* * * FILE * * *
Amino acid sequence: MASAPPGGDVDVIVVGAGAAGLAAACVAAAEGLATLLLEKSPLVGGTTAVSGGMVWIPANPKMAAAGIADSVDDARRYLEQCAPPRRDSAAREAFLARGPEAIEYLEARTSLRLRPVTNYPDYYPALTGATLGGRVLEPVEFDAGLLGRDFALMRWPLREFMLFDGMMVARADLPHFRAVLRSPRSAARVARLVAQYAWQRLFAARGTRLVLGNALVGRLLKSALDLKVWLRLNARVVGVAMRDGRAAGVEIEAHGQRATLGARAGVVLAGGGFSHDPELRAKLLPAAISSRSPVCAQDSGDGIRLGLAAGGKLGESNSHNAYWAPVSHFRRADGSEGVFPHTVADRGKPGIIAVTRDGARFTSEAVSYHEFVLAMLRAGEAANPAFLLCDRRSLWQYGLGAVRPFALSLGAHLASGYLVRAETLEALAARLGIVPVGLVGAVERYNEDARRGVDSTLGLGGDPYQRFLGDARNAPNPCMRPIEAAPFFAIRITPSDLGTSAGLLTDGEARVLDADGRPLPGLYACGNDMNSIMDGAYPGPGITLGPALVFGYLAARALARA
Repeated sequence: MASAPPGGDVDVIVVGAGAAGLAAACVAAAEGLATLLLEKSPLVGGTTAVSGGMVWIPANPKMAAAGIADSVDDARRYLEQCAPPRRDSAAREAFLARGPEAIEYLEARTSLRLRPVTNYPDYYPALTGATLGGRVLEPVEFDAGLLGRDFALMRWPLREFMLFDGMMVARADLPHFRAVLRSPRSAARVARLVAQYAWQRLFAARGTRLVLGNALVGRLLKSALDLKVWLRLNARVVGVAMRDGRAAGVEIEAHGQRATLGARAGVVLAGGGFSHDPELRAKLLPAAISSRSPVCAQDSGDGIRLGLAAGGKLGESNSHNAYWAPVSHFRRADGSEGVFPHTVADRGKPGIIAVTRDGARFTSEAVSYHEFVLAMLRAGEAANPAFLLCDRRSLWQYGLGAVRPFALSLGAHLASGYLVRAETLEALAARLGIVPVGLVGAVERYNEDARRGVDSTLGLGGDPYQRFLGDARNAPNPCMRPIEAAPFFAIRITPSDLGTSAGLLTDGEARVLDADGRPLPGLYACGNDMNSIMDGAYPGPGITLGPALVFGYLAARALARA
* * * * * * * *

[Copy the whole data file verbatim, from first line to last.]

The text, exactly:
Amino acid sequence: MASAPPGGDVDVIVVGAGAAGLAAACVAAAEGLATLLLEKSPLVGGTTAVSGGMVWIPANPKMAAAGIADSVDDARRYLEQCAPPRRDSAAREAFLARGPEAIEYLEARTSLRLRPVTNYPDYYPALTGATLGGRVLEPVEFDAGLLGRDFALMRWPLREFMLFDGMMVARADLPHFRAVLRSPRSAARVARLVAQYAWQRLFAARGTRLVLGNALVGRLLKSALDLKVWLRLNARVVGVAMRDGRAAGVEIEAHGQRATLGARAGVVLAGGGFSHDPELRAKLLPAAISSRSPVCAQDSGDGIRLGLAAGGKLGESNSHNAYWAPVSHFRRADGSEGVFPHTVADRGKPGIIAVTRDGARFTSEAVSYHEFVLAMLRAGEAANPAFLLCDRRSLWQYGLGAVRPFALSLGAHLASGYLVRAETLEALAARLGIVPVGLVGAVERYNEDARRGVDSTLGLGGDPYQRFLGDARNAPNPCMRPIEAAPFFAIRITPSDLGTSAGLLTDGEARVLDADGRPLPGLYACGNDMNSIMDGAYPGPGITLGPALVFGYLAARALARA
Repeated sequence: MASAPPGGDVDVIVVGAGAAGLAAACVAAAEGLATLLLEKSPLVGGTTAVSGGMVWIPANPKMAAAGIADSVDDARRYLEQCAPPRRDSAAREAFLARGPEAIEYLEARTSLRLRPVTNYPDYYPALTGATLGGRVLEPVEFDAGLLGRDFALMRWPLREFMLFDGMMVARADLPHFRAVLRSPRSAARVARLVAQYAWQRLFAARGTRLVLGNALVGRLLKSALDLKVWLRLNARVVGVAMRDGRAAGVEIEAHGQRATLGARAGVVLAGGGFSHDPELRAKLLPAAISSRSPVCAQDSGDGIRLGLAAGGKLGESNSHNAYWAPVSHFRRADGSEGVFPHTVADRGKPGIIAVTRDGARFTSEAVSYHEFVLAMLRAGEAANPAFLLCDRRSLWQYGLGAVRPFALSLGAHLASGYLVRAETLEALAARLGIVPVGLVGAVERYNEDARRGVDSTLGLGGDPYQRFLGDARNAPNPCMRPIEAAPFFAIRITPSDLGTSAGLLTDGEARVLDADGRPLPGLYACGNDMNSIMDGAYPGPGITLGPALVFGYLAARALARA